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Briefing, Investment: Gulf in expectations

Many of the countries of the Persian Gulf  – the wealthiest part of the Middle East – have several of those characteristics most cherished by long-term investors, including economic strength, growing domestic markets and some well-managed companies. However, the stock markets are also prone to extreme volatility and irrationality. 

The virtues and vices of these markets are summarised by Oliver Bell, London-based manager of the T Rowe Price Africa & Middle East Fund: “These are nascent economies, so the market cycles get more exaggerated, with more upside risk and more downside risk.”

It is hard not to be struck by some highly impressive numbers. Because of its oil production, Saudi Arabia has a current-account surplus of 18%, with Qatar’s surplus even higher at 31%, according to recent figures from their central banks. These and other Gulf states with abundant oil reserves are, therefore, immune to the fears of draining global liquidity that have bedevilled many frontier and emerging markets with current-account deficits. 

The oil basis of their economies also gives their markets some attractive characteristics. Oliver Kettlewell, senior investment research analyst at Morningstar OBSR, the investment research and consultancy in London, notes their lack of correlation with emerging market stocks. For example, the Saudi Tadawul All Share TASI index kept rising in the first few months of this year, while many emerging markets were taking a hit. 

“If you look at the countries in emerging market indices, many of them, such as South Africa and South Korea, are net oil importers,” explains Kettlewell.

 The Gulf governments that control this oil revenue have been, moreover, putting more money in the pockets of their citizens since the outbreak of the Arab Spring four years ago. An example is the generous increase in pay that public-sector workers in Qatar, who account for the majority of the country’s employed citizens, have received. 

Saudi Arabia, which has also acted to increase income, is probably the Gulf country in which investors have the greatest interest. 

“What makes this market so unique is that it not only has the characteristics of frontier markets, most notably high growth at both the macro and company levels, but is also very liquid,” says Asha Mehta, lead portfolio manager for frontier market equity strategy at Acadian Asset Management.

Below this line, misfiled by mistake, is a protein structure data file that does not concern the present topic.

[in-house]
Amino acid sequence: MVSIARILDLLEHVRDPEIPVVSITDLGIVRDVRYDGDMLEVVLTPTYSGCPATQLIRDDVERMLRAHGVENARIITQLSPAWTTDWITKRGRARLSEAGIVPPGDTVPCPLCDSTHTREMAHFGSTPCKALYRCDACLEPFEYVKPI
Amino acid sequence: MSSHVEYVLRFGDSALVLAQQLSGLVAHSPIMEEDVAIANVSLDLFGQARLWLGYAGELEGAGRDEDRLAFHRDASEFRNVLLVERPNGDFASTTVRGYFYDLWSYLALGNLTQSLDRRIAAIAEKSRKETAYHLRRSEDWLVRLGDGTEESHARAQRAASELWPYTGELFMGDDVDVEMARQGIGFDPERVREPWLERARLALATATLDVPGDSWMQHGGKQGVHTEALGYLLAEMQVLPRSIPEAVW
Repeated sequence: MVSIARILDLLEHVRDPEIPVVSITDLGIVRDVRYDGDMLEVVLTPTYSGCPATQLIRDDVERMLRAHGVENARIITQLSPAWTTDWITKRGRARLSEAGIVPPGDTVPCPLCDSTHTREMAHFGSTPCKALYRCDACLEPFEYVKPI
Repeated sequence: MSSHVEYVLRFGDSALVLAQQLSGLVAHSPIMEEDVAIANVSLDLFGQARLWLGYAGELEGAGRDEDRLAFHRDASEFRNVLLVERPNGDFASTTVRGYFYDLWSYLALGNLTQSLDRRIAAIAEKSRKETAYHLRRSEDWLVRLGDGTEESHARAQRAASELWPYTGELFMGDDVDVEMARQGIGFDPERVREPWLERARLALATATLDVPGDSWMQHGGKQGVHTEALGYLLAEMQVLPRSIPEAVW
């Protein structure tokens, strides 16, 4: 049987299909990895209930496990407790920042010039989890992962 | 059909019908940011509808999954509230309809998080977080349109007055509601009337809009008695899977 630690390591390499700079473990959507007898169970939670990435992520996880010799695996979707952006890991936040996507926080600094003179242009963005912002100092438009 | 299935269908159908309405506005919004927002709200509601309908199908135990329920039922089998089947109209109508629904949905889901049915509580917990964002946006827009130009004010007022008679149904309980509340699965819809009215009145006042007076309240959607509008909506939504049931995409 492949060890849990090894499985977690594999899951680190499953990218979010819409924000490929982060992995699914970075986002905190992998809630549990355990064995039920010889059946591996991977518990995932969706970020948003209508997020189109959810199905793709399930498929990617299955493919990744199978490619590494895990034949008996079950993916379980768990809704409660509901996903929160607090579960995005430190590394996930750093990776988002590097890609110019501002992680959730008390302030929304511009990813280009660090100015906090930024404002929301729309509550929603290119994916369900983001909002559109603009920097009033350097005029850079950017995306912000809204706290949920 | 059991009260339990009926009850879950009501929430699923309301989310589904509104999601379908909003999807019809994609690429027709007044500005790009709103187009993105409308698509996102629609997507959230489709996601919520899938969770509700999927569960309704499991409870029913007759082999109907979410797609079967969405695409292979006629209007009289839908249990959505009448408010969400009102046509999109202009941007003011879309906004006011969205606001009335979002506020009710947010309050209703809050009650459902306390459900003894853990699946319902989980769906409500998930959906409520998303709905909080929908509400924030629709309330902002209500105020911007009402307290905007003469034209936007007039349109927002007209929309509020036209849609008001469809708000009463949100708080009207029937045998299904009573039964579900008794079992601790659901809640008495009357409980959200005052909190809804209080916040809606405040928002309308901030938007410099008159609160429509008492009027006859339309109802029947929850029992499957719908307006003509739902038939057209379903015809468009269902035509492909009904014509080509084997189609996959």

Most frontier markets are quite illiquid, but the $550bn Saudi market, the biggest in the region, has more than twice the liquidity of the other frontier markets combined, Mehta notes. With up to $3bn in daily turnover, it is more liquid than the South African market. 

In particular, Mehta feels that the Saudi telecoms sector benefits from two broad-based themes common to the oil-rich Gulf states: rising consumer income and growing internet adoption, resulting revenue per customer as well as increasing customer numbers. 

“It’s not uncommon to see people with four or five cellphones in these countries,” she says. “This is not so surprising, given that mobile technology in frontier markets is leapfrogging mobile technology in developed markets.” She cites mobile finance as an example of this leapfrogging.

Acadian also likes the Saudi petrochemicals sector – the nearest that equity investors can get to the oil sector, which is government-owned and unlisted.

Bell also sees promise in the UAE’s stock markets. He acknowledges that the economy and market went through a big correction after the 2009 property bust, leaving its  banks looking like “basket cases”. But he also notes that the Arab Spring had one intriguing outcome: the turmoil in the region made wealthy investors across the Arab world park their money in UAE property as a safe haven. That brought the property market – and the banks that had funded it – back to life. His fund has a holding in the UAE’s First Gulf Bank, as well as in Saudi Arabia’s Saudi Fransi Bank. 

However, the UAE has seen perhaps the most notorious case of market irrationality (at best) or skulduggery (at worst) in the Gulf – the case of Dubai-based Arabtec, the Gulf’s largest construction company by market cap. In July the Dubai stock exchange suspended trading in Arabtec amid rumours of price manipulation, after its share price experienced a two-month rollercoaster ride. 

Kettlewell of Morningstar OBSR suggests that these kinds of wild movements may be caused by the dominance of retail investors in local stock markets. Over the past three years the standard deviation of returns for the oil-rich Gulf countries has been almost double that of the MSCI Emerging Markets index. 

The hope is that newly-arriving institutional investors will bring a little more rationality to these markets.

“With more institutional and international investors in the market, replacing the 95% retail investor base, we are likely to see some of the longer-term themes take hold – replacing emotionally driven investing,” Mehta suggests.

For Saudi Arabia the great catalyst for this could come next year, when foreign investors are, for the first time, allowed to buy and sell Saudi shares directly, rather than entering into a form of swaps contract – known as a P Note – with a local broker that holds the stock in their name, as they do now. The exact date of the opening has not been announced. 

Acadian, T Rowe Price and some other foreign investors are prepared to use the P Note system, but they are not keen on it. Mehta of Acadian cites the counterparty risk: if your broker goes bust or does not honour the swaps contract for some reason, the investor loses indirect quasi-ownership of the stock. She adds that the high transaction costs of investing in Saudi stocks are likely to fall, too, with direct ownership.

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